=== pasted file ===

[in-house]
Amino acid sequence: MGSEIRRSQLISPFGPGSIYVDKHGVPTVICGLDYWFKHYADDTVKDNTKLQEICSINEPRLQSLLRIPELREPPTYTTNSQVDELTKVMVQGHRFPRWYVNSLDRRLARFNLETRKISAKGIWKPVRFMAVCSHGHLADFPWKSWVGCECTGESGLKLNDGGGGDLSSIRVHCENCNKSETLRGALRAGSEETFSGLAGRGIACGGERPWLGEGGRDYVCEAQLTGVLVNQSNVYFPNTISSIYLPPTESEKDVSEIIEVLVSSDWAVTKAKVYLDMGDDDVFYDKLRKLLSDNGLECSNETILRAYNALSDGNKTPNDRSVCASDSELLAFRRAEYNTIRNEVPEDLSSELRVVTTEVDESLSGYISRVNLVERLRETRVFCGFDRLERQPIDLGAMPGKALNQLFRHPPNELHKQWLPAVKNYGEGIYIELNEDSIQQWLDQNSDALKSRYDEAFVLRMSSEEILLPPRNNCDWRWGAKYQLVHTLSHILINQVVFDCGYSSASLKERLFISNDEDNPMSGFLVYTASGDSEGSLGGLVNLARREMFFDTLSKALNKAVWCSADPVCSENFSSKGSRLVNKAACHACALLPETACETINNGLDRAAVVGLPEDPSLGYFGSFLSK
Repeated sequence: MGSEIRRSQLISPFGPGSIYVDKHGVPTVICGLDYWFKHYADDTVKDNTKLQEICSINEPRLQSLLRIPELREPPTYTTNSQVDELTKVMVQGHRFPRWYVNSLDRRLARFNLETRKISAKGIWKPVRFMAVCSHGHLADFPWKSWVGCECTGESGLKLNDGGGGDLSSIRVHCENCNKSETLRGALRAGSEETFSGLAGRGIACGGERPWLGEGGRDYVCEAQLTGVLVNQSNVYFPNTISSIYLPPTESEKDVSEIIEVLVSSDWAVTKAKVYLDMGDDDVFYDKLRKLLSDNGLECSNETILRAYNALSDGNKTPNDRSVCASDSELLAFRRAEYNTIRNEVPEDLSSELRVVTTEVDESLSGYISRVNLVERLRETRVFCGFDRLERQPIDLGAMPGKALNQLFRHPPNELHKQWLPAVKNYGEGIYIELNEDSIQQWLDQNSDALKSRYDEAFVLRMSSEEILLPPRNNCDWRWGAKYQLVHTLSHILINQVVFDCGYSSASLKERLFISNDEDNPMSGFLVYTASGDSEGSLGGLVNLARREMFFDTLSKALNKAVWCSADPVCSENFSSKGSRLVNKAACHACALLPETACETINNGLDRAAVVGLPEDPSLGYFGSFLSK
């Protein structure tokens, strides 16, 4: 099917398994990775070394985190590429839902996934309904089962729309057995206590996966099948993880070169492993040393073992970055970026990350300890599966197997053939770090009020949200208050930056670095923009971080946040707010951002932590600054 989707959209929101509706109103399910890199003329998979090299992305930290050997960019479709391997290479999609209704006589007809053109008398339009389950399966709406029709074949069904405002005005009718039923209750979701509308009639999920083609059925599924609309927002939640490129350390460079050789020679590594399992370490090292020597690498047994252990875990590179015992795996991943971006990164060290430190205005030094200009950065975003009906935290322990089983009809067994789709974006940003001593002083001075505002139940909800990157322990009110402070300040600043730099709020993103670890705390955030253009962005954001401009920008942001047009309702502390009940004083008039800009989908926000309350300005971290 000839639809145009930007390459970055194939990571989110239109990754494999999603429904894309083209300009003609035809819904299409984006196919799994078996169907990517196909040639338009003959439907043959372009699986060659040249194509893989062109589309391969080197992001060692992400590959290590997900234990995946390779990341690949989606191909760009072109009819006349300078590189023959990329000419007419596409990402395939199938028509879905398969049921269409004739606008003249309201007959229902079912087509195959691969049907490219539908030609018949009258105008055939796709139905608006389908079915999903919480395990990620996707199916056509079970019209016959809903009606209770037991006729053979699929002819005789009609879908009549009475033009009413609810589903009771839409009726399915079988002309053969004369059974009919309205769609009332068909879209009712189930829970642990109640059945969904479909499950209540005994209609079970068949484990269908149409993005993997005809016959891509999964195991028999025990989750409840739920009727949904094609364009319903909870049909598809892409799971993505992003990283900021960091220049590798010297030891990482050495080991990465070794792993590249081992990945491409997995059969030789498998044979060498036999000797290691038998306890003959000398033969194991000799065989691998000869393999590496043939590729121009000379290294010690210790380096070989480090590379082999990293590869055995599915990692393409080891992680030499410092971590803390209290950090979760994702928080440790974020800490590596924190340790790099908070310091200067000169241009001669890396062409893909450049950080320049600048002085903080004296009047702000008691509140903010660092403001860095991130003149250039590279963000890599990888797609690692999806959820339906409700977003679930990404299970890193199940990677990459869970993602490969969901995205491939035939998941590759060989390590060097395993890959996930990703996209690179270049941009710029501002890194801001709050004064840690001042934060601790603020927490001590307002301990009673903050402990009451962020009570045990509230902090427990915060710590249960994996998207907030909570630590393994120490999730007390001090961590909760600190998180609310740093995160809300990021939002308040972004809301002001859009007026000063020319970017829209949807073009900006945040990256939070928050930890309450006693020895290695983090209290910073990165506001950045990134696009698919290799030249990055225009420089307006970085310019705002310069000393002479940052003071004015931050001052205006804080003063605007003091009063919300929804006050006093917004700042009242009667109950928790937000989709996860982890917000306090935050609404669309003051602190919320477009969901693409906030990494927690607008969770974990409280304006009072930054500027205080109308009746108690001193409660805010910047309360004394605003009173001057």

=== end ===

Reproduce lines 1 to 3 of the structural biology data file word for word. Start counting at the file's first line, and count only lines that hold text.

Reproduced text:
[in-house]
Amino acid sequence: MGSEIRRSQLISPFGPGSIYVDKHGVPTVICGLDYWFKHYADDTVKDNTKLQEICSINEPRLQSLLRIPELREPPTYTTNSQVDELTKVMVQGHRFPRWYVNSLDRRLARFNLETRKISAKGIWKPVRFMAVCSHGHLADFPWKSWVGCECTGESGLKLNDGGGGDLSSIRVHCENCNKSETLRGALRAGSEETFSGLAGRGIACGGERPWLGEGGRDYVCEAQLTGVLVNQSNVYFPNTISSIYLPPTESEKDVSEIIEVLVSSDWAVTKAKVYLDMGDDDVFYDKLRKLLSDNGLECSNETILRAYNALSDGNKTPNDRSVCASDSELLAFRRAEYNTIRNEVPEDLSSELRVVTTEVDESLSGYISRVNLVERLRETRVFCGFDRLERQPIDLGAMPGKALNQLFRHPPNELHKQWLPAVKNYGEGIYIELNEDSIQQWLDQNSDALKSRYDEAFVLRMSSEEILLPPRNNCDWRWGAKYQLVHTLSHILINQVVFDCGYSSASLKERLFISNDEDNPMSGFLVYTASGDSEGSLGGLVNLARREMFFDTLSKALNKAVWCSADPVCSENFSSKGSRLVNKAACHACALLPETACETINNGLDRAAVVGLPEDPSLGYFGSFLSK
Repeated sequence: MGSEIRRSQLISPFGPGSIYVDKHGVPTVICGLDYWFKHYADDTVKDNTKLQEICSINEPRLQSLLRIPELREPPTYTTNSQVDELTKVMVQGHRFPRWYVNSLDRRLARFNLETRKISAKGIWKPVRFMAVCSHGHLADFPWKSWVGCECTGESGLKLNDGGGGDLSSIRVHCENCNKSETLRGALRAGSEETFSGLAGRGIACGGERPWLGEGGRDYVCEAQLTGVLVNQSNVYFPNTISSIYLPPTESEKDVSEIIEVLVSSDWAVTKAKVYLDMGDDDVFYDKLRKLLSDNGLECSNETILRAYNALSDGNKTPNDRSVCASDSELLAFRRAEYNTIRNEVPEDLSSELRVVTTEVDESLSGYISRVNLVERLRETRVFCGFDRLERQPIDLGAMPGKALNQLFRHPPNELHKQWLPAVKNYGEGIYIELNEDSIQQWLDQNSDALKSRYDEAFVLRMSSEEILLPPRNNCDWRWGAKYQLVHTLSHILINQVVFDCGYSSASLKERLFISNDEDNPMSGFLVYTASGDSEGSLGGLVNLARREMFFDTLSKALNKAVWCSADPVCSENFSSKGSRLVNKAACHACALLPETACETINNGLDRAAVVGLPEDPSLGYFGSFLSK